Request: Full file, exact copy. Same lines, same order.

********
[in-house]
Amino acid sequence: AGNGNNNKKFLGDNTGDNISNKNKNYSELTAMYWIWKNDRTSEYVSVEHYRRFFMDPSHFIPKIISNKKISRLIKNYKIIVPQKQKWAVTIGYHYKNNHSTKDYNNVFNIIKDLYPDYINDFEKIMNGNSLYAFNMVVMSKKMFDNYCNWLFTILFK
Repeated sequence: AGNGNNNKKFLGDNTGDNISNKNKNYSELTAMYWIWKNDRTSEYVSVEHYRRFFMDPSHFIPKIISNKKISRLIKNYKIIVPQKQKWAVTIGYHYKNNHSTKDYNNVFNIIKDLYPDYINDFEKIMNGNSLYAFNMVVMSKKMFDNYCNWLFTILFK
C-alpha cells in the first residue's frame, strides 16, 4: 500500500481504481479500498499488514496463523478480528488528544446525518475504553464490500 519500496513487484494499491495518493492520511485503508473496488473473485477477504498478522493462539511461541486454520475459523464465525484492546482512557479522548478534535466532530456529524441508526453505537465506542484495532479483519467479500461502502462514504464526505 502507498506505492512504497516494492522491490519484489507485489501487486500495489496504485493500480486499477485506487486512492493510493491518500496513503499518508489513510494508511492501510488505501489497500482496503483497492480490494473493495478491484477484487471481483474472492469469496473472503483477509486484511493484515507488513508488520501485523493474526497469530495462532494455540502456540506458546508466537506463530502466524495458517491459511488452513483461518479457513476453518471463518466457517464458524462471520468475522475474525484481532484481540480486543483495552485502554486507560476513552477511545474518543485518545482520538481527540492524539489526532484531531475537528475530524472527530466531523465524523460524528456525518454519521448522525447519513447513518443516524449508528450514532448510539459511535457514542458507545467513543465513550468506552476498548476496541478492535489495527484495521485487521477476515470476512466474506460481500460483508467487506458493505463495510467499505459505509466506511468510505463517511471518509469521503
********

[in-house]
Amino acid sequence: AGNGNNNKKFLGDNTGDNISNKNKNYSELTAMYWIWKNDRTSEYVSVEHYRRFFMDPSHFIPKIISNKKISRLIKNYKIIVPQKQKWAVTIGYHYKNNHSTKDYNNVFNIIKDLYPDYINDFEKIMNGNSLYAFNMVVMSKKMFDNYCNWLFTILFK
Repeated sequence: AGNGNNNKKFLGDNTGDNISNKNKNYSELTAMYWIWKNDRTSEYVSVEHYRRFFMDPSHFIPKIISNKKISRLIKNYKIIVPQKQKWAVTIGYHYKNNHSTKDYNNVFNIIKDLYPDYINDFEKIMNGNSLYAFNMVVMSKKMFDNYCNWLFTILFK
C-alpha cells in the first residue's frame, strides 16, 4: 500500500481504481479500498499488514496463523478480528488528544446525518475504553464490500 519500496513487484494499491495518493492520511485503508473496488473473485477477504498478522493462539511461541486454520475459523464465525484492546482512557479522548478534535466532530456529524441508526453505537465506542484495532479483519467479500461502502462514504464526505 502507498506505492512504497516494492522491490519484489507485489501487486500495489496504485493500480486499477485506487486512492493510493491518500496513503499518508489513510494508511492501510488505501489497500482496503483497492480490494473493495478491484477484487471481483474472492469469496473472503483477509486484511493484515507488513508488520501485523493474526497469530495462532494455540502456540506458546508466537506463530502466524495458517491459511488452513483461518479457513476453518471463518466457517464458524462471520468475522475474525484481532484481540480486543483495552485502554486507560476513552477511545474518543485518545482520538481527540492524539489526532484531531475537528475530524472527530466531523465524523460524528456525518454519521448522525447519513447513518443516524449508528450514532448510539459511535457514542458507545467513543465513550468506552476498548476496541478492535489495527484495521485487521477476515470476512466474506460481500460483508467487506458493505463495510467499505459505509466506511468510505463517511471518509469521503